Like the cards, counters are thick, bright, and attractive. For the most part, they mark player positions on the gameboard tracks. Players also keep “Stay In/Get Out” and “High Stakes” decision markers off-board in their “hands”.

Graphically, the four-page rulebook is well laid out and includes an example of play and helpful component overviews. However, it does stumble somewhat in content. The rules are vague in spots, and a Sequence of Play summary is sorely lacking, which forces players to read through the entire book every round until they have the rules down pat (which in all fairness should not take long, but it’s an unnecessary complication).

Gameplay

Tech-Bubble is played in a series of rounds equal to the number of players. Optionally, players may scale playing time by choosing a different number of rounds or ending after a set number of points – a nice touch. Our games have lasted anywhere between 20-45 minutes depending on the number of players and how quickly the bubble bursts each round.

A dealer is randomly determined at game start. This position passes to the player on the left at the end of each round. The dealer can have a significant impact on the game – when Hold Cards are played simultaneously, he chooses the order in which they take effect (more on that later).

Sequence of play is straightforward. Using the appropriate side of the “Stay In/Get Out” marker, each player secretly chooses whether to bow out of the round and bank her current investments or play the card draw; choices are revealed simultaneously.
The dealer then picks the top card and examines it before revealing.

The draw will usually be either a Gain, Loss, or Bubble card, which is then played face-up. Gain and Loss cards range from -4 to +5; all players that have not chosen to get out adjust their earnings up or down on the Current Round Investments track. A Bubble card also impacts earnings for better or worse; most importantly, it will move the Bubble Marker up or down the Bubble track. Investments may never fall below zero.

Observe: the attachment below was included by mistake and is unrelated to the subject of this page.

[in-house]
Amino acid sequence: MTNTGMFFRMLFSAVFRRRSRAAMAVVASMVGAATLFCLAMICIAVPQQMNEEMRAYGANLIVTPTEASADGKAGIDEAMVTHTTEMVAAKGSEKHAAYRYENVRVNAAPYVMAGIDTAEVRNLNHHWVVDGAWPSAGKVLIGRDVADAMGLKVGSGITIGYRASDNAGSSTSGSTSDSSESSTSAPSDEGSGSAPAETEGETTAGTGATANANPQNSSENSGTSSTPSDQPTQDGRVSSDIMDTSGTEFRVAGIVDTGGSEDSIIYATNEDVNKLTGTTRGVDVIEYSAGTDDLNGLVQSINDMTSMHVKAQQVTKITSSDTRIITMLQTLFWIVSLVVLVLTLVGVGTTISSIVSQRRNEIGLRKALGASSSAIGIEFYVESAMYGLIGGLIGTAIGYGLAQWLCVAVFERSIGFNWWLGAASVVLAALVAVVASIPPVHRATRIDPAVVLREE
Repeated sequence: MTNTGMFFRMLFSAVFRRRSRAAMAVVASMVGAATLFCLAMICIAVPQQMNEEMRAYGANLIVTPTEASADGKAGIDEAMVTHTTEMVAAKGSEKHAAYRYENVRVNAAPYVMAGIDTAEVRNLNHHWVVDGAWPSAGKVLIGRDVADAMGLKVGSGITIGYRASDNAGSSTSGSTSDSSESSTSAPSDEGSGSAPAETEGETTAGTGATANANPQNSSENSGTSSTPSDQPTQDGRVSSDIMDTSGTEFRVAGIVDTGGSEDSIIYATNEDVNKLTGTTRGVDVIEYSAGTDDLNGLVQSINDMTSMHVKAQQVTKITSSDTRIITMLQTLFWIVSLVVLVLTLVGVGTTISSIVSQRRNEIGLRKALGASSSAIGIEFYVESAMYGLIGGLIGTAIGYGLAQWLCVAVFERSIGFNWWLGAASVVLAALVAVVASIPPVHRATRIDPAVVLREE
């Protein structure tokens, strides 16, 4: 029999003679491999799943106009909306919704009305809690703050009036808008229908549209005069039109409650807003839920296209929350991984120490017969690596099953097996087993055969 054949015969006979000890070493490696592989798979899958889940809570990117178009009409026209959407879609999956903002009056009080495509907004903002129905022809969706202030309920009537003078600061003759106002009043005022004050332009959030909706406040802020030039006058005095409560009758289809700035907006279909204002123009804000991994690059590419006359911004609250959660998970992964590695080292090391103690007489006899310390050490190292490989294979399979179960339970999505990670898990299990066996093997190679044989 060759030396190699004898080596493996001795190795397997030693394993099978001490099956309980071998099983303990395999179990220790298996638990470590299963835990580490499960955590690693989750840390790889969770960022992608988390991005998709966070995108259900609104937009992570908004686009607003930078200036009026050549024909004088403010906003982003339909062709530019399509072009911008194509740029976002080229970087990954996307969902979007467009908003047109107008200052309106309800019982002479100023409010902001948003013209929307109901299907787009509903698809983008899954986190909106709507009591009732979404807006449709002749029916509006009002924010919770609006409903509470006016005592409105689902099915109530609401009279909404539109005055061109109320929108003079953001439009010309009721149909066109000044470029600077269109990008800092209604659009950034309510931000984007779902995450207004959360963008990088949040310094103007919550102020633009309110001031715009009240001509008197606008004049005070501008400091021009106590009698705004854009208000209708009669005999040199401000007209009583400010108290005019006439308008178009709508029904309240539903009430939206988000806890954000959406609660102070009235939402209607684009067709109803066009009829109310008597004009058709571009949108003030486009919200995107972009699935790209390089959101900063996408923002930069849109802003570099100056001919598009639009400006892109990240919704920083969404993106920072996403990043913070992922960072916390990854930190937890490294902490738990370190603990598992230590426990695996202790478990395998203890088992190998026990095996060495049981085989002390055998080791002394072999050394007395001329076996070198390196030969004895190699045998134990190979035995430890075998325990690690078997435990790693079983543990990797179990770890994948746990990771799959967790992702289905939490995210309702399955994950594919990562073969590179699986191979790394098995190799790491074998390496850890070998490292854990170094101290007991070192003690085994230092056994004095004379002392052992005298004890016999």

If a High Stakes card is drawn, players have the option to guess the type of the next card drawn and win or lose 10 points on the Investment Track depending on their prescience or lack thereof. Players make their selections secretly with markers.

If the dealer draws a Hold Card, she keeps it hidden. If she already has one, she passes it to a player who does not have one, or, if everyone has one, discards it. Hold Cards are played at specific times and typically involve annihilating other player’s hard-earned gains or, better yet, enriching yourself at other’s expense.

As noted above, the dealer decides the order when Hold Cards are played simultaneously. For example: Player A decides to get out of the market, which usually means he banks all his earnings. Player B, however, plays “Monopolistic Activities” which allows him to grab half – but Player C then plays “Crusading Attorney General”, which voids all of Player A’s earnings. The dealer will decide whether Player B can grab his cut before the AG raids or whether everyone loses.

Once the dealer has drawn the first card of the round and effects are applied, players again choose whether to stay in or get out. From now until the end of the round, players will alternate drawing cards in clockwise order from the dealer (this ensures everyone gets a chance at a secret Hold Card).